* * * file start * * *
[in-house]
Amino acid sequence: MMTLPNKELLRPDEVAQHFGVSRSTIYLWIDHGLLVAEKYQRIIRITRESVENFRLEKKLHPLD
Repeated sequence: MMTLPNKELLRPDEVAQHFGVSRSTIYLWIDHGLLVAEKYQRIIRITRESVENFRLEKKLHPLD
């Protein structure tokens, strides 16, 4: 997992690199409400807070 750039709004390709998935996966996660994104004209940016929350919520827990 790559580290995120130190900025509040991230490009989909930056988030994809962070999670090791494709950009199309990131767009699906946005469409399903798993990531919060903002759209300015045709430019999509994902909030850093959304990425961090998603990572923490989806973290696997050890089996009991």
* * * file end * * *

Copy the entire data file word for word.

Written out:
[in-house]
Amino acid sequence: MMTLPNKELLRPDEVAQHFGVSRSTIYLWIDHGLLVAEKYQRIIRITRESVENFRLEKKLHPLD
Repeated sequence: MMTLPNKELLRPDEVAQHFGVSRSTIYLWIDHGLLVAEKYQRIIRITRESVENFRLEKKLHPLD
């Protein structure tokens, strides 16, 4: 997992690199409400807070 750039709004390709998935996966996660994104004209940016929350919520827990 790559580290995120130190900025509040991230490009989909930056988030994809962070999670090791494709950009199309990131767009699906946005469409399903798993990531919060903002759209300015045709430019999509994902909030850093959304990425961090998603990572923490989806973290696997050890089996009991």